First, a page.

Survival of Adjuvant Drugs for Treatment of Pemphigus: A Population-based Cohort Study
Khalaf Kridin, Christoph M. Hammers, Ralf J. Ludwig, Dana Tzur Bitan, Arnon D. Cohen
Drug survival reflects the real-life efficacy and safety of therapeutic agents. Evidence regarding the durability of adjuvant agents in the treatment of pemphigus is sparse. The aims of this study were to investigate the survival of adjuvant agents used to manage patients with pemphigus, and to identify predictors of treatment dropout. A retrospective population-based cohort study was designed to follow patients with pemphigus managed by adjuvant agents. The study population included 436 patients with pemphigus managed by 608 adjuvant agent courses. The highest median drug survival time was observed for rituximab (43.6 months, 95% confidence interval (95% CI) 5.3–81.9), followed by cyclophosphamide (30.5 months; 95% CI 10.5–50.5), azathioprine (22.9 months; 95% CI 15.6–30.2), and mycophenolate mofetil (20.2 months; 95% CI 10.0–30.4). Compared with azathioprine, cyclosporine (adjusted hazard ratio 2.98; 95% CI 1.57–5.62; p = 0.005) and dapsone (adjusted hazard ratio 1.83; 95% CI 1.07–3.15; p = 0.027) were associated with a significantly increased risk of drug discontinuation. To conclude, rituximab, azathioprine, and mycophenolate mofetil demonstrated better durability, whilst dapsone and cyclosporine were associated with low drug survival and high dropout.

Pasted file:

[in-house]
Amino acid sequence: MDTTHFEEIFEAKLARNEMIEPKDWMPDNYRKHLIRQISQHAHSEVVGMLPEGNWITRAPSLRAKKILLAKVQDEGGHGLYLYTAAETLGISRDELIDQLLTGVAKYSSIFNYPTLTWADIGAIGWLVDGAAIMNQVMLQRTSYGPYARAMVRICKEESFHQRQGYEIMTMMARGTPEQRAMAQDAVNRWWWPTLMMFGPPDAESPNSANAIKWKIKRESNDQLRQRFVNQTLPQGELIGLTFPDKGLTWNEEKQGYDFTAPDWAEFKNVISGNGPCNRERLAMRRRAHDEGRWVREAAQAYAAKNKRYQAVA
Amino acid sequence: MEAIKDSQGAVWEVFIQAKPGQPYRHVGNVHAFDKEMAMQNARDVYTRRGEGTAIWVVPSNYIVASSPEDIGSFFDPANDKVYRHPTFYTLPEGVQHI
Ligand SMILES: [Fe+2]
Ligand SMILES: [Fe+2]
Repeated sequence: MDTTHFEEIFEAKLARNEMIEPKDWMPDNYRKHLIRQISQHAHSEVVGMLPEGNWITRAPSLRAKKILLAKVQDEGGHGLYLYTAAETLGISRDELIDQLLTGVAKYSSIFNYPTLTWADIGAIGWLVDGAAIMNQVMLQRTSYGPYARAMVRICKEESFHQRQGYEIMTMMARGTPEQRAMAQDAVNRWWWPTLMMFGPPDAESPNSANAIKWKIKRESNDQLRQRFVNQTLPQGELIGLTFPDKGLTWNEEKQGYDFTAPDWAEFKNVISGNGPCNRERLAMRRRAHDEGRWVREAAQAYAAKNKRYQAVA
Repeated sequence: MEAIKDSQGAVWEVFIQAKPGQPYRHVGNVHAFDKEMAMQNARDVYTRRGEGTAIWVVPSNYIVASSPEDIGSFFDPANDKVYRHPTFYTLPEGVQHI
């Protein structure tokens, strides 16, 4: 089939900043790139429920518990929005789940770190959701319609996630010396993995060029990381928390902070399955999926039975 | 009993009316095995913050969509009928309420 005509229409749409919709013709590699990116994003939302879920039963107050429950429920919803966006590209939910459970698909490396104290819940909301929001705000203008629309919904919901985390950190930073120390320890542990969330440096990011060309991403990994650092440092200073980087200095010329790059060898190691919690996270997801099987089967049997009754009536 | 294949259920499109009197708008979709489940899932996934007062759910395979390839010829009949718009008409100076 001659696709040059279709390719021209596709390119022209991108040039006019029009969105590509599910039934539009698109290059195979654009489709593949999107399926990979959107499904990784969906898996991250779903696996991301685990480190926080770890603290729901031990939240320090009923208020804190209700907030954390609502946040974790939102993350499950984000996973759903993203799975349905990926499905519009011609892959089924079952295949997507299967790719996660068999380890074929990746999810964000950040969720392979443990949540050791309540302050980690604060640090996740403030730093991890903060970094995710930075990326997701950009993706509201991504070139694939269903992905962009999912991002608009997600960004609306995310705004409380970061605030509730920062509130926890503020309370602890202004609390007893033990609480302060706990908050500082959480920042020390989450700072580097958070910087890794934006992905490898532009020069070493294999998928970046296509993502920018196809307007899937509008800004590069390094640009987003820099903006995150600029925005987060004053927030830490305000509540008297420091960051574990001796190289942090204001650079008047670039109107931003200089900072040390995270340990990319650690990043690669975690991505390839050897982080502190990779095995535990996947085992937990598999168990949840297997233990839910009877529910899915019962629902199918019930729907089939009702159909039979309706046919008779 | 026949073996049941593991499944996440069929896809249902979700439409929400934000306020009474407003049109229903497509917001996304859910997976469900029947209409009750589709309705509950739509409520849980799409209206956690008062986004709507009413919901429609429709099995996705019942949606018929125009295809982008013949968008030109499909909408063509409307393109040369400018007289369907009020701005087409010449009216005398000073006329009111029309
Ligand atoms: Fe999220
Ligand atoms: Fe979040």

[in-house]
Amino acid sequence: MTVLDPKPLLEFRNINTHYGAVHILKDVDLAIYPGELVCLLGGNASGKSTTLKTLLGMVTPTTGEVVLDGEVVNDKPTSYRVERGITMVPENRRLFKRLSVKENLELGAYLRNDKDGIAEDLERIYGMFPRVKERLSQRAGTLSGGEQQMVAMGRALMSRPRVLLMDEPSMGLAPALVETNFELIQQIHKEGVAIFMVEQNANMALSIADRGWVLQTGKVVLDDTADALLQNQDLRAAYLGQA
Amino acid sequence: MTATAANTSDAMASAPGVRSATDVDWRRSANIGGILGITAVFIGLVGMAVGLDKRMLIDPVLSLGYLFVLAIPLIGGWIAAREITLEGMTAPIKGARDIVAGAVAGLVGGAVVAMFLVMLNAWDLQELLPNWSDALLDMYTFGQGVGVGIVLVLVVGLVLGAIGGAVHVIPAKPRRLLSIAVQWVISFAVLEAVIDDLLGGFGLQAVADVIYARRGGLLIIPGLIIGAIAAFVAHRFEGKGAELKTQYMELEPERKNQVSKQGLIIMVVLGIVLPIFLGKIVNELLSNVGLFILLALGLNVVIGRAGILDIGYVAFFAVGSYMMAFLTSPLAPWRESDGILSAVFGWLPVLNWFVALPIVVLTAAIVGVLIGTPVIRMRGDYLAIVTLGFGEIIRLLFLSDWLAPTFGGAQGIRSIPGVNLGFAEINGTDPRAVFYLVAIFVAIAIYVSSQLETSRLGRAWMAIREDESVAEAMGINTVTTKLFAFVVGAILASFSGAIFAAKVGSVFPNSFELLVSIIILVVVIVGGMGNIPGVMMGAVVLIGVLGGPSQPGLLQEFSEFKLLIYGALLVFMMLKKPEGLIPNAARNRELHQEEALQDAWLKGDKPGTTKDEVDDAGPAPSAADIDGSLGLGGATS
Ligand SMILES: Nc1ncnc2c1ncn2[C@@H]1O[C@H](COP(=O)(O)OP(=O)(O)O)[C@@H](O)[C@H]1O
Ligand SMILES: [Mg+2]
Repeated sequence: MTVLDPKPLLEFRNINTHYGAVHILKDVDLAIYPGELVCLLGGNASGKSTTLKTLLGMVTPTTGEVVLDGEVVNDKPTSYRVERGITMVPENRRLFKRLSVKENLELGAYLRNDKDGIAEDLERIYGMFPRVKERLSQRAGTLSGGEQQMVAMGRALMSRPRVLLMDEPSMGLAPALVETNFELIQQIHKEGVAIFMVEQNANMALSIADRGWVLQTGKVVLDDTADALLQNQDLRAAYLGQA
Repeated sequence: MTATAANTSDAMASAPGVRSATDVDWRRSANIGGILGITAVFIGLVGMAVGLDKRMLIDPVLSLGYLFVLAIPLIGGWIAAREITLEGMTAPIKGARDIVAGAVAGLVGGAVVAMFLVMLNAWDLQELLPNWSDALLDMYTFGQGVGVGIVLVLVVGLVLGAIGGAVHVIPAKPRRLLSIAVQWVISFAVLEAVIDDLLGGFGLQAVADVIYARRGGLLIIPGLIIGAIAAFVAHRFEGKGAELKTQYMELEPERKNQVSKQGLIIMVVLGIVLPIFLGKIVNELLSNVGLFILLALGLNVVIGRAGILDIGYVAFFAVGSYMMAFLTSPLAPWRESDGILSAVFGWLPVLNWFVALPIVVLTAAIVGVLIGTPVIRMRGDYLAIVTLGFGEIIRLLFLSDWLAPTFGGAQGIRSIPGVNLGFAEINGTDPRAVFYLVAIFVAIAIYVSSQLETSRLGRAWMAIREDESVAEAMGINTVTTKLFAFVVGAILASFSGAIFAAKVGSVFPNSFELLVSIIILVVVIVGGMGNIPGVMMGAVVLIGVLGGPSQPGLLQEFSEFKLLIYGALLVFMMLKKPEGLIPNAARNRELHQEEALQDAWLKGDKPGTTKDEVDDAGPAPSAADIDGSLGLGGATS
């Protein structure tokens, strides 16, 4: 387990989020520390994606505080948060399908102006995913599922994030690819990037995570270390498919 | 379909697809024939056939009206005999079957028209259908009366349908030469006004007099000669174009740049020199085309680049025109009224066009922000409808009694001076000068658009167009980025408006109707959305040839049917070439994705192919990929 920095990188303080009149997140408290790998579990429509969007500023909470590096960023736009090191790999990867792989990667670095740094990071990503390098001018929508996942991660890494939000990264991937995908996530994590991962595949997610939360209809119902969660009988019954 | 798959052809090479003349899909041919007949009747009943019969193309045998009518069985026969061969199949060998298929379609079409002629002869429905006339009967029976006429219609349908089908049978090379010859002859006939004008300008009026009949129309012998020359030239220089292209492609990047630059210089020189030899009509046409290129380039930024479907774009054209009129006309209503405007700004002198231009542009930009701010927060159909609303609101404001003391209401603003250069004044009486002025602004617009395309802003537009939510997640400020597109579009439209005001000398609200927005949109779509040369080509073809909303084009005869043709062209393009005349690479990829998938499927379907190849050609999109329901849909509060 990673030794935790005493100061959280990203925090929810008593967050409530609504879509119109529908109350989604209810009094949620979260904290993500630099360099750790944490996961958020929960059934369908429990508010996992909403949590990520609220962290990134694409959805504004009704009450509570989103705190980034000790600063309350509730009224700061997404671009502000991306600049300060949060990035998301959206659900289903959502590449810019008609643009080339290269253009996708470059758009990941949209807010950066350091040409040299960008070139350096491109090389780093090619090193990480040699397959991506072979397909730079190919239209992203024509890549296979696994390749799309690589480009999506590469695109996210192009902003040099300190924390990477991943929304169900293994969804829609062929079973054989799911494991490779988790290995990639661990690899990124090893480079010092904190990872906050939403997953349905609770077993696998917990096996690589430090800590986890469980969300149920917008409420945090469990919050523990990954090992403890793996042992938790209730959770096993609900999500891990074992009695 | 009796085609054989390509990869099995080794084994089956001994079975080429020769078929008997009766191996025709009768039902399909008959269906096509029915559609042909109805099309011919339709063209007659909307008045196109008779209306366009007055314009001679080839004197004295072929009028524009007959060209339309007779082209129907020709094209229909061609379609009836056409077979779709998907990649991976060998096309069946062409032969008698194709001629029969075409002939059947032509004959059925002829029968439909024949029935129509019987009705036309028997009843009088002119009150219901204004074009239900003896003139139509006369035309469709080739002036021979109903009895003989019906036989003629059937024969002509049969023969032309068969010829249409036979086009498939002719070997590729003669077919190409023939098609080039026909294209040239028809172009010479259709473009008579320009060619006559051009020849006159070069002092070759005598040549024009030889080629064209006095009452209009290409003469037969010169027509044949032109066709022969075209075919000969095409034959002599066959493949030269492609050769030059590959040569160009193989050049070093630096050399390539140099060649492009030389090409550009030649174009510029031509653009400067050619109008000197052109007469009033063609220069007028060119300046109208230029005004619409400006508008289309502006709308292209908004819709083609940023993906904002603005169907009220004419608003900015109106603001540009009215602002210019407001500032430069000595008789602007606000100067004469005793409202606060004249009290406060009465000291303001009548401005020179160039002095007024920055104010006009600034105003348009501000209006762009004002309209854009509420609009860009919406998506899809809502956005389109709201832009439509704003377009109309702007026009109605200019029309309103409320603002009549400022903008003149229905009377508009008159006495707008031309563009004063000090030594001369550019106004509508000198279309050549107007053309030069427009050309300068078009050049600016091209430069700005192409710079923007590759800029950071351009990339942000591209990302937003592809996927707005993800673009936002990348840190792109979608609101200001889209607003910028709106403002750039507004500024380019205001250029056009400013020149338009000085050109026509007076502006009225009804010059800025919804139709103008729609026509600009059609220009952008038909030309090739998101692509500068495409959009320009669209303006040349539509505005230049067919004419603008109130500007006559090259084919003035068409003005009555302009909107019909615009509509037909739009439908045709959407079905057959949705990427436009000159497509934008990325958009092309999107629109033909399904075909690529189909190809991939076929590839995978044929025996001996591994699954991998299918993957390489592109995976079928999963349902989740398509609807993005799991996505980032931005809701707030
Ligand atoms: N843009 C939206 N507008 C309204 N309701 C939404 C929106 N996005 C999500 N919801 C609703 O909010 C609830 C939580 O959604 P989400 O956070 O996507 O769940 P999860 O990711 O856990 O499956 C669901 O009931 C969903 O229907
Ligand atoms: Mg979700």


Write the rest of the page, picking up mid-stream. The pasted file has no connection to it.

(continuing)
This large-scale population-based cohort study found that rituximab had the highest median drug survival time compared with the remaining adjuvant agents used to treat patients with pemphigus. Dapsone and cyclosporine were associated with increased risk of adjuvant drug dropout. This study provides evidence in favour of the efficacy and safety of azathioprine, mycophenolate mofetil, and rituximab in pemphigus, and implies that the use of dapsone and cyclosporine in pemphigus should be abandoned.